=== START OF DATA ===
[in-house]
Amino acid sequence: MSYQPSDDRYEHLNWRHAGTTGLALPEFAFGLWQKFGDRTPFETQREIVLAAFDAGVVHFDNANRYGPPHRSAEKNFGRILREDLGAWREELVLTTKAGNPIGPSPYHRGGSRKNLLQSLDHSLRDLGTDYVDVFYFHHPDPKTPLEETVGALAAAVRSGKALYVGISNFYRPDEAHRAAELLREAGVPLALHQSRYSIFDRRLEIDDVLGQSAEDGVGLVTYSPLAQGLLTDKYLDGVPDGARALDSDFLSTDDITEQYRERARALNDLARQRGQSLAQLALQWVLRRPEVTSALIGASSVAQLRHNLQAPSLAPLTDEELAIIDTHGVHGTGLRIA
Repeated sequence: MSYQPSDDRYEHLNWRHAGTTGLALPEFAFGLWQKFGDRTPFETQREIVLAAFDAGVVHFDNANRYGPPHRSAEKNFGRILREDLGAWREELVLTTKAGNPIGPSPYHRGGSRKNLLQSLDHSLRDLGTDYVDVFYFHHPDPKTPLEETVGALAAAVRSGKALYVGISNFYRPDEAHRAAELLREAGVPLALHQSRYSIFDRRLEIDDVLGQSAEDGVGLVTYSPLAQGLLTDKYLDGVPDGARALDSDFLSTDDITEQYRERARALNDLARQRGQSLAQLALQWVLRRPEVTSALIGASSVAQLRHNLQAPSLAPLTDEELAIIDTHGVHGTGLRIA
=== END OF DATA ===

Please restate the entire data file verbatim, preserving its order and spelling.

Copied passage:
[in-house]
Amino acid sequence: MSYQPSDDRYEHLNWRHAGTTGLALPEFAFGLWQKFGDRTPFETQREIVLAAFDAGVVHFDNANRYGPPHRSAEKNFGRILREDLGAWREELVLTTKAGNPIGPSPYHRGGSRKNLLQSLDHSLRDLGTDYVDVFYFHHPDPKTPLEETVGALAAAVRSGKALYVGISNFYRPDEAHRAAELLREAGVPLALHQSRYSIFDRRLEIDDVLGQSAEDGVGLVTYSPLAQGLLTDKYLDGVPDGARALDSDFLSTDDITEQYRERARALNDLARQRGQSLAQLALQWVLRRPEVTSALIGASSVAQLRHNLQAPSLAPLTDEELAIIDTHGVHGTGLRIA
Repeated sequence: MSYQPSDDRYEHLNWRHAGTTGLALPEFAFGLWQKFGDRTPFETQREIVLAAFDAGVVHFDNANRYGPPHRSAEKNFGRILREDLGAWREELVLTTKAGNPIGPSPYHRGGSRKNLLQSLDHSLRDLGTDYVDVFYFHHPDPKTPLEETVGALAAAVRSGKALYVGISNFYRPDEAHRAAELLREAGVPLALHQSRYSIFDRRLEIDDVLGQSAEDGVGLVTYSPLAQGLLTDKYLDGVPDGARALDSDFLSTDDITEQYRERARALNDLARQRGQSLAQLALQWVLRRPEVTSALIGASSVAQLRHNLQAPSLAPLTDEELAIIDTHGVHGTGLRIA